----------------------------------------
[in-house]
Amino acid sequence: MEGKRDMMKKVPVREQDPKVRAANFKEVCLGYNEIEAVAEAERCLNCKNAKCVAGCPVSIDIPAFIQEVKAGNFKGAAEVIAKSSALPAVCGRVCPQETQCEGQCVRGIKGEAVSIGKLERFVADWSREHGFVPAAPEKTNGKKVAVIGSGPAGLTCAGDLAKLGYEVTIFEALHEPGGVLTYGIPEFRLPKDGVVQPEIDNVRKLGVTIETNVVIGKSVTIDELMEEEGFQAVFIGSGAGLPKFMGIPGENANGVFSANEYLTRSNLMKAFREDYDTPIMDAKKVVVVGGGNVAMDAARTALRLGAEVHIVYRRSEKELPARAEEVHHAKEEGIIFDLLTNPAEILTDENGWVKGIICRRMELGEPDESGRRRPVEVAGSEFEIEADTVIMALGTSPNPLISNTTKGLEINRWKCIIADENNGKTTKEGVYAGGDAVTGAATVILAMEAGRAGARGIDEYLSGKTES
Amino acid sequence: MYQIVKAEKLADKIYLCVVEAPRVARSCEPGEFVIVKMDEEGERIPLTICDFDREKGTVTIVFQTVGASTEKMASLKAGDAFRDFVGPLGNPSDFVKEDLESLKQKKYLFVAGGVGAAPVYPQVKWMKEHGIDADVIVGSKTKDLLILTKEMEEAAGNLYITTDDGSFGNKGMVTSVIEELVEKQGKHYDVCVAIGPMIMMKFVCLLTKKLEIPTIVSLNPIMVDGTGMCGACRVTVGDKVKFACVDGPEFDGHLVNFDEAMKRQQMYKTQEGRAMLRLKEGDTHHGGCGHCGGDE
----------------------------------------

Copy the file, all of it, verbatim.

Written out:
[in-house]
Amino acid sequence: MEGKRDMMKKVPVREQDPKVRAANFKEVCLGYNEIEAVAEAERCLNCKNAKCVAGCPVSIDIPAFIQEVKAGNFKGAAEVIAKSSALPAVCGRVCPQETQCEGQCVRGIKGEAVSIGKLERFVADWSREHGFVPAAPEKTNGKKVAVIGSGPAGLTCAGDLAKLGYEVTIFEALHEPGGVLTYGIPEFRLPKDGVVQPEIDNVRKLGVTIETNVVIGKSVTIDELMEEEGFQAVFIGSGAGLPKFMGIPGENANGVFSANEYLTRSNLMKAFREDYDTPIMDAKKVVVVGGGNVAMDAARTALRLGAEVHIVYRRSEKELPARAEEVHHAKEEGIIFDLLTNPAEILTDENGWVKGIICRRMELGEPDESGRRRPVEVAGSEFEIEADTVIMALGTSPNPLISNTTKGLEINRWKCIIADENNGKTTKEGVYAGGDAVTGAATVILAMEAGRAGARGIDEYLSGKTES
Amino acid sequence: MYQIVKAEKLADKIYLCVVEAPRVARSCEPGEFVIVKMDEEGERIPLTICDFDREKGTVTIVFQTVGASTEKMASLKAGDAFRDFVGPLGNPSDFVKEDLESLKQKKYLFVAGGVGAAPVYPQVKWMKEHGIDADVIVGSKTKDLLILTKEMEEAAGNLYITTDDGSFGNKGMVTSVIEELVEKQGKHYDVCVAIGPMIMMKFVCLLTKKLEIPTIVSLNPIMVDGTGMCGACRVTVGDKVKFACVDGPEFDGHLVNFDEAMKRQQMYKTQEGRAMLRLKEGDTHHGGCGHCGGDE